About this item
- Issue date:
- 5 September 2023
- Corporate Author:
- Manatū Hauora - Ministry of Health
- Document date:
- 2 June 2005
- Commissioned report, Evaluation & review, Report, Research
- Environmental health
- Copyright status:
Health officials commissioned a report on the need to monitor nontarget effects of mosquito control agents, and to present a plan to monitor such effects if a nontarget study was deemed necessary.
The report finds that the two pesticides used in New Zealand's Mosquito Eradication Programme are among the least environmentally damaging, according to a report prepared for the Ministry of Health.
The pesticides S-methoprene and Bacillus thuringiensis israelensishave been used as part of the programme to eradicate the southern saltmarsh mosquito Ochlerotatus camptorhynchus in the North and South Islands.
The report, by American ecotoxicologist J. D. Stark, says these pesticides should not result in long term negative effects to the ecosystem as they have little effect on other species including birds, fish and non-insect invertebrates. Repeated applications may greatly reduce communities of insects living under water (benthic insect populations), particularly chironomid midges, which make up a large part of the diet of organisms that inhabit wetlands. However overseas studies have found organisms that feed on chironomids are able to switch to other food sources.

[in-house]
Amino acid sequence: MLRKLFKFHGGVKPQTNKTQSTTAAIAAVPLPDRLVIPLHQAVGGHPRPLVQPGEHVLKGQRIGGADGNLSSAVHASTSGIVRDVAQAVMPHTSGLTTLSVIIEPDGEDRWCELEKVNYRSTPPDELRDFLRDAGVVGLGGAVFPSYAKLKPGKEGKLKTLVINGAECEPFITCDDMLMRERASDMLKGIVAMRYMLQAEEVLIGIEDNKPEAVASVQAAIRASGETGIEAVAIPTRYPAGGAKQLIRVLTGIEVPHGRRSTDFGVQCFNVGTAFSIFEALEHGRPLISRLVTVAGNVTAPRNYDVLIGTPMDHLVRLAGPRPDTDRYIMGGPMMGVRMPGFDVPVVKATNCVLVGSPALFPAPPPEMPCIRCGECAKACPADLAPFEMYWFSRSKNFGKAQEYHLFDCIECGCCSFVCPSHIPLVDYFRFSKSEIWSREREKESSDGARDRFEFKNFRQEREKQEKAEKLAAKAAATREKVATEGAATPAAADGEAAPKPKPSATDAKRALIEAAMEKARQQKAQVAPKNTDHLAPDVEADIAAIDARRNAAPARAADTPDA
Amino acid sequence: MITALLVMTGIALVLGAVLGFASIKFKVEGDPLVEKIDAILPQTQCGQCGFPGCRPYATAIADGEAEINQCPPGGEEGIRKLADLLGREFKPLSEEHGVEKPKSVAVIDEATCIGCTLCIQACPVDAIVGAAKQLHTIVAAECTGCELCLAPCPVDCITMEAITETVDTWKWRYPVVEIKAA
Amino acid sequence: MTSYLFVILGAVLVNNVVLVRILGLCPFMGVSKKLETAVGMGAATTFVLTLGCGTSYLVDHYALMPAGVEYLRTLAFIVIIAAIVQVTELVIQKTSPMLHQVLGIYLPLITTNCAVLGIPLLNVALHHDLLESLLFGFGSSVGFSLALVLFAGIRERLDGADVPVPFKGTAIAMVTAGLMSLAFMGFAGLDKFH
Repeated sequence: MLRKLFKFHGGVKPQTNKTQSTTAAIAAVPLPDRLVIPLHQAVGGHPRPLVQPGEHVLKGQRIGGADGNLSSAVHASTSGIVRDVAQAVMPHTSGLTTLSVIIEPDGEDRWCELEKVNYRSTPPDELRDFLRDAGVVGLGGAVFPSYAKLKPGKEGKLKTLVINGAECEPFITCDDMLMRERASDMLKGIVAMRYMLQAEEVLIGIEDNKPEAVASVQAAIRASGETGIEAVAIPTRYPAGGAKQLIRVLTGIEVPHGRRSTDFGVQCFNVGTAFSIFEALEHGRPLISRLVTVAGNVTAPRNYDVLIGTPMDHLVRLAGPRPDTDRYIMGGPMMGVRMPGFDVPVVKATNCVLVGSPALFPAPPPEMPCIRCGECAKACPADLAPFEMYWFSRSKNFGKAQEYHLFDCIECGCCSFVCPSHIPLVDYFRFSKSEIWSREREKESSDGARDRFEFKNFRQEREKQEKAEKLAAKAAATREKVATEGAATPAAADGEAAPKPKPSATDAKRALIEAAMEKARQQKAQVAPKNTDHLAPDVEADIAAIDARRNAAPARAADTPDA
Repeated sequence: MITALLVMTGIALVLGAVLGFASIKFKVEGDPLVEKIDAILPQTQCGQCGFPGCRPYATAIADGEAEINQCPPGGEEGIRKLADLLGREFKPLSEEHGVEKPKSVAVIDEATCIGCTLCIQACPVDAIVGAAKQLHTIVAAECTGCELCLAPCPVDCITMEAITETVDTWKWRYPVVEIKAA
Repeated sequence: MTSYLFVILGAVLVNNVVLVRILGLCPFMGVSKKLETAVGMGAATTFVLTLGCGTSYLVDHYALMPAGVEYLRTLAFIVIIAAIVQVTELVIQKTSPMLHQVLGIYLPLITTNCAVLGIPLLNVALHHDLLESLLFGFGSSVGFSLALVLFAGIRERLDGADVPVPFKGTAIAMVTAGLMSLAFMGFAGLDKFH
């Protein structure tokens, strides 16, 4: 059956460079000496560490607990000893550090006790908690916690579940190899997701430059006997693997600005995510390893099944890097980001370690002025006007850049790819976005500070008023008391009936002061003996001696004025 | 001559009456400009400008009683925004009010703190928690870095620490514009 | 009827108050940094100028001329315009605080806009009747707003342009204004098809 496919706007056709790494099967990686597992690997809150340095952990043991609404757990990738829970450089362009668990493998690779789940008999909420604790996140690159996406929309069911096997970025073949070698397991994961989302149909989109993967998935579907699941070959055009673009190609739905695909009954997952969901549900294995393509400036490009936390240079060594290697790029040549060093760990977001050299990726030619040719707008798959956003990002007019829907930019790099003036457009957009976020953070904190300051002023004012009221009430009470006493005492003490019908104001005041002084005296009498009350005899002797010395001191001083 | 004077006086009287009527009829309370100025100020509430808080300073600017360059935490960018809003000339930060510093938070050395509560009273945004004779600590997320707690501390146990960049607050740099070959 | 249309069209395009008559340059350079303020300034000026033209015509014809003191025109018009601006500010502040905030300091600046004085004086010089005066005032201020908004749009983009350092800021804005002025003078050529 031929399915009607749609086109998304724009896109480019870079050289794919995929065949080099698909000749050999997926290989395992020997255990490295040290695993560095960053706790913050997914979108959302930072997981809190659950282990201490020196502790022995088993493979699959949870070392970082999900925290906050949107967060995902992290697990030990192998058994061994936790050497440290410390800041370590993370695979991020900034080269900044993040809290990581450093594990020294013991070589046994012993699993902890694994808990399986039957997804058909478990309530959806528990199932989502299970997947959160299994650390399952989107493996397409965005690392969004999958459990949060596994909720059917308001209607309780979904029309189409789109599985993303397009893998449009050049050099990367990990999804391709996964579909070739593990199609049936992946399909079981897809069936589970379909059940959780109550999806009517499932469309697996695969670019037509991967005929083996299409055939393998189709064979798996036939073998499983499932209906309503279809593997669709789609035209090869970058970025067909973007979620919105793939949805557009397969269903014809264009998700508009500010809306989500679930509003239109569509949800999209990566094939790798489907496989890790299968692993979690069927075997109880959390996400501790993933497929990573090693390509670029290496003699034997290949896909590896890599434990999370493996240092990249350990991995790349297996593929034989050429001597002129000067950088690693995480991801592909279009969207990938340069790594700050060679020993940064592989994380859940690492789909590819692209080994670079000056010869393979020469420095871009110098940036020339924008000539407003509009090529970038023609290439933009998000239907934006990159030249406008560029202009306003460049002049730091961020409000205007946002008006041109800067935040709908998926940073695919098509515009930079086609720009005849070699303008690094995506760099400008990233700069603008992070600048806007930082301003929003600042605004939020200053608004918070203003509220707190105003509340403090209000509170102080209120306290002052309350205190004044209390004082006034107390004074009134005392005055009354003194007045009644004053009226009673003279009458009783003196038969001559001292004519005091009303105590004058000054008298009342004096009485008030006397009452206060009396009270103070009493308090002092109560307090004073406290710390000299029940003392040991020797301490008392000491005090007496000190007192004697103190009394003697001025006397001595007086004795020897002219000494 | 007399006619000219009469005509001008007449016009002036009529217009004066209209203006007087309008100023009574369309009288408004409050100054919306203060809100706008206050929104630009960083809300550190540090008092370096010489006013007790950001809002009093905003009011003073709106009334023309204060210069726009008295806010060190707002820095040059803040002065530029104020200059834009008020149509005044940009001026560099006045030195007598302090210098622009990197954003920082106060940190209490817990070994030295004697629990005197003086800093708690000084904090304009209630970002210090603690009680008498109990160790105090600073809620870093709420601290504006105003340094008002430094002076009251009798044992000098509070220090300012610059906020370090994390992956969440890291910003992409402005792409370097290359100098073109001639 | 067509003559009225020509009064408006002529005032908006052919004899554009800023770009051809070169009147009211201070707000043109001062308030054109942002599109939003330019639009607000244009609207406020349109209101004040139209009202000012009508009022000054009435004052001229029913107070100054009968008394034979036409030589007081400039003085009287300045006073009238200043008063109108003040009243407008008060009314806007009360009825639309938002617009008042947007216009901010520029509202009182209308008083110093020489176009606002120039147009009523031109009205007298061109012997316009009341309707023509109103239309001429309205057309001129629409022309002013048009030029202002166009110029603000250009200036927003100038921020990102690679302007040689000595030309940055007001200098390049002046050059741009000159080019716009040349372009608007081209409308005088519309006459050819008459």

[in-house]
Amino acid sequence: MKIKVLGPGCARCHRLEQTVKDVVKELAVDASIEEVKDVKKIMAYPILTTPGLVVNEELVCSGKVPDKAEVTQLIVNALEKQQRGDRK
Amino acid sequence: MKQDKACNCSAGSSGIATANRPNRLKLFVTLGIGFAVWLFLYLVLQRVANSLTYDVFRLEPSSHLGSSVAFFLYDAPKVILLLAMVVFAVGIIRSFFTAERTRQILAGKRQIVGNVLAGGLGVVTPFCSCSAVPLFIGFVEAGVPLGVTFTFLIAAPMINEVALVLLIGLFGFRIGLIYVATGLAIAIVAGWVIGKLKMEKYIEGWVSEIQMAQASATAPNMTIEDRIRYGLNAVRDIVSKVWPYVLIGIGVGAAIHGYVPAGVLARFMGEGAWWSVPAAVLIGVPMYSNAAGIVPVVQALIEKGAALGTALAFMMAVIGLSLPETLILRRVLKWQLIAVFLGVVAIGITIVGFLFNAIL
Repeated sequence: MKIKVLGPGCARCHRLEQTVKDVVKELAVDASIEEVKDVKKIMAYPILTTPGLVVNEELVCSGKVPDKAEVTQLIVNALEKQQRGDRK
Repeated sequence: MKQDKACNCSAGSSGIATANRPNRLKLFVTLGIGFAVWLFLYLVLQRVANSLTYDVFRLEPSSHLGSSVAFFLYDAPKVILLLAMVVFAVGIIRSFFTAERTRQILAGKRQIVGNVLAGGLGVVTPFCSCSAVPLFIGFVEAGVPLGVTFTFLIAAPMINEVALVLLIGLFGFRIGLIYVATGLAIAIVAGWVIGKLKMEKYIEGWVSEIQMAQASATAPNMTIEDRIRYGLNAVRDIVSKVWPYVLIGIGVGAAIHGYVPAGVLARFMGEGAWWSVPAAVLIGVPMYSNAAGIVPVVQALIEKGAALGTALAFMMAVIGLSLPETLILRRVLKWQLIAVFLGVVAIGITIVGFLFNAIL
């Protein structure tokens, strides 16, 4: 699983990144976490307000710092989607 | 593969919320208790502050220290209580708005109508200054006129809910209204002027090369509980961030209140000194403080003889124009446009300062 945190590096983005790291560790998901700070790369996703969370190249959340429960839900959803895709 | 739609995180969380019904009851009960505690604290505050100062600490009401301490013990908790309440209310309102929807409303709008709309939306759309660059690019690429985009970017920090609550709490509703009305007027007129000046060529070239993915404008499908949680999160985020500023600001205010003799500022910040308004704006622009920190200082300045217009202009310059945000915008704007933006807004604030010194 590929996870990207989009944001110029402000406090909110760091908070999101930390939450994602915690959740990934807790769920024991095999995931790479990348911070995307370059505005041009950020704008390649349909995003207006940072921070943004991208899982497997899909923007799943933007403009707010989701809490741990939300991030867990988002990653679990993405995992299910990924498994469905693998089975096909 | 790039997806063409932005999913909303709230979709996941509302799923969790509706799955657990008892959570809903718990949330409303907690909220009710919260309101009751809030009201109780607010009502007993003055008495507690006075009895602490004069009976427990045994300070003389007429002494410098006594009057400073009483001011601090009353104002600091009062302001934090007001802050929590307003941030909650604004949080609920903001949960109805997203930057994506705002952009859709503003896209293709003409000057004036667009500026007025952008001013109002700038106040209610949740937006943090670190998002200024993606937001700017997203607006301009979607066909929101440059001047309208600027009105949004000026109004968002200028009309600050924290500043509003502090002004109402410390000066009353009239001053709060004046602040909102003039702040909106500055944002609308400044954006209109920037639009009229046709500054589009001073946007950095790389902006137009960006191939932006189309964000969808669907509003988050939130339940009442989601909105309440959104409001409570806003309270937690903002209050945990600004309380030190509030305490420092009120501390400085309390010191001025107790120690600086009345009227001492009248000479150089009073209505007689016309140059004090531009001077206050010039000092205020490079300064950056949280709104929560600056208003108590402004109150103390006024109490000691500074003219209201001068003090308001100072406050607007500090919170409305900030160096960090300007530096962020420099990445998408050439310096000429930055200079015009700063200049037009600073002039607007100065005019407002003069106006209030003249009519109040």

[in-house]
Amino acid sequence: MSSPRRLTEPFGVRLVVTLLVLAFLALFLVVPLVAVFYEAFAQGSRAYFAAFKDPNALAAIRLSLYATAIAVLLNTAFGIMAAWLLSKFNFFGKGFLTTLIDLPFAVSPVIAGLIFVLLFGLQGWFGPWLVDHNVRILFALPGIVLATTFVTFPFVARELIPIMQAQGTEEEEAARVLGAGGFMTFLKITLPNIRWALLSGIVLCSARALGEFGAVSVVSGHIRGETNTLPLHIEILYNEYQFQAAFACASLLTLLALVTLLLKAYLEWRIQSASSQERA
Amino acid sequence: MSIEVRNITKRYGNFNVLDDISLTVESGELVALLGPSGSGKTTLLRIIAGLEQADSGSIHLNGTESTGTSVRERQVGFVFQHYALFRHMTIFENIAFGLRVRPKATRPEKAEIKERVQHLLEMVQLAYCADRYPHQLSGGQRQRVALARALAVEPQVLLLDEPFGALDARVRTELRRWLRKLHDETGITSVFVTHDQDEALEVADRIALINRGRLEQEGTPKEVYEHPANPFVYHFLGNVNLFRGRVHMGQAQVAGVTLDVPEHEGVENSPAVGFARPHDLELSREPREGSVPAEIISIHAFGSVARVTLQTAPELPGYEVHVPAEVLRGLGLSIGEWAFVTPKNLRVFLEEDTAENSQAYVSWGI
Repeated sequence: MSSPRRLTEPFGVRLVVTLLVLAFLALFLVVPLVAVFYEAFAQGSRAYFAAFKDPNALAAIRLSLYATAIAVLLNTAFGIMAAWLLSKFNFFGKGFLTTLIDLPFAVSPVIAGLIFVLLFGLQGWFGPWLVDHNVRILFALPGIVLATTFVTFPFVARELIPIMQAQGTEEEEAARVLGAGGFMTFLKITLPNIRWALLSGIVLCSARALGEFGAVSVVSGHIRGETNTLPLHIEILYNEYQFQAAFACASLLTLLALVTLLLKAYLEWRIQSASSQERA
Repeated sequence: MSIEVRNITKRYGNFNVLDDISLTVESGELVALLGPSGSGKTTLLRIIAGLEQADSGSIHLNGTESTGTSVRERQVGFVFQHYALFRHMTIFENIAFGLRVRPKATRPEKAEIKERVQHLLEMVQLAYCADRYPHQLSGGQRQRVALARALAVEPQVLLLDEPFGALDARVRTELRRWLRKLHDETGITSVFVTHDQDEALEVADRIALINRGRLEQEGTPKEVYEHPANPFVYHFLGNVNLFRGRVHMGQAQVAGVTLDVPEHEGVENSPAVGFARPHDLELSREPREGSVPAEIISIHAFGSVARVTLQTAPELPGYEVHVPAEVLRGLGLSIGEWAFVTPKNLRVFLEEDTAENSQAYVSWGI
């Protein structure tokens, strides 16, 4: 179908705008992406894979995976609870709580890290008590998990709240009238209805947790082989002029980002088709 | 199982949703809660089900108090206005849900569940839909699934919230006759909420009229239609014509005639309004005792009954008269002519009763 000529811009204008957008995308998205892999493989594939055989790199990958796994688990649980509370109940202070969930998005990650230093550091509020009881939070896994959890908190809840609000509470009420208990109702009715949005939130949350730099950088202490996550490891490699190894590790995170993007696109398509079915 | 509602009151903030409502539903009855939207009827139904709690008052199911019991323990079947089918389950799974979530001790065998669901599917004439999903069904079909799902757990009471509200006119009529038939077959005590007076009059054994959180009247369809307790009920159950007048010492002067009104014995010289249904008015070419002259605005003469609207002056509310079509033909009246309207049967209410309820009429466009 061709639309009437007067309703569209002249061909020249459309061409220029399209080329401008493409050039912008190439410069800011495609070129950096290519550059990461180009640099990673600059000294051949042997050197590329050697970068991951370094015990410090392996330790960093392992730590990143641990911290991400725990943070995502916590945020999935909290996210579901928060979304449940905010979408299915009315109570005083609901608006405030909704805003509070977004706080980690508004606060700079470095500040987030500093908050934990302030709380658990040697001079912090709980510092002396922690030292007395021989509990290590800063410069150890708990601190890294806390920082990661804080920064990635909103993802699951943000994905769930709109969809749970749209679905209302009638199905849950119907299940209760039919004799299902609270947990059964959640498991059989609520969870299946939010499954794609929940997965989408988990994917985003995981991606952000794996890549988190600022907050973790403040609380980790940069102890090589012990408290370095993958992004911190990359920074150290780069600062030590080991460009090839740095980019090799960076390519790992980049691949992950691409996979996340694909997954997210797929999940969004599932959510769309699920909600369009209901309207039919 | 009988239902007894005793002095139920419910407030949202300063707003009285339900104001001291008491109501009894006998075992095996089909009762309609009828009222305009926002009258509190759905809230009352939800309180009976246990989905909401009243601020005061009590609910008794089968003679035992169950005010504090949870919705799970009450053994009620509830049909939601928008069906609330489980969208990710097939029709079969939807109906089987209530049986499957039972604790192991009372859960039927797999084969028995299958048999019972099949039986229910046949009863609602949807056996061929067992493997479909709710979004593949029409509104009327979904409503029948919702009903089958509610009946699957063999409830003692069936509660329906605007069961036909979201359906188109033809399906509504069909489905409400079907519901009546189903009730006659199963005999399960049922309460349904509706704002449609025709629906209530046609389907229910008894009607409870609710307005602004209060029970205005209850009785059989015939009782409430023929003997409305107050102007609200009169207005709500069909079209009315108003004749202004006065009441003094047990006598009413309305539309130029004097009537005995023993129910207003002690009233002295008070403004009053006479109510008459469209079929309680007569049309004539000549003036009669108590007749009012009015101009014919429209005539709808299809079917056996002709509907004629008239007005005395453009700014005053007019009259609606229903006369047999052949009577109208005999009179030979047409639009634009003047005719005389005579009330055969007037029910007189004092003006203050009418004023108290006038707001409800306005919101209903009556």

The report considers a nontarget study in New Zealand to be unnecessary, as the primary effect is on chironomid midge populations and this will be only temporary. Midge populations should remain high in surrounding untreated areas, providing enough food for waterfowl and other species that feed on midges.
As the pesticides are being applied to relatively small areas, any organisms unintentionally affected will be rapidly recolonised from surrounding untreated areas.
Recommendations for Estimating Pesticide Effects on Nontarget Organisms during Mosquito Eradication Programmes in New Zealand.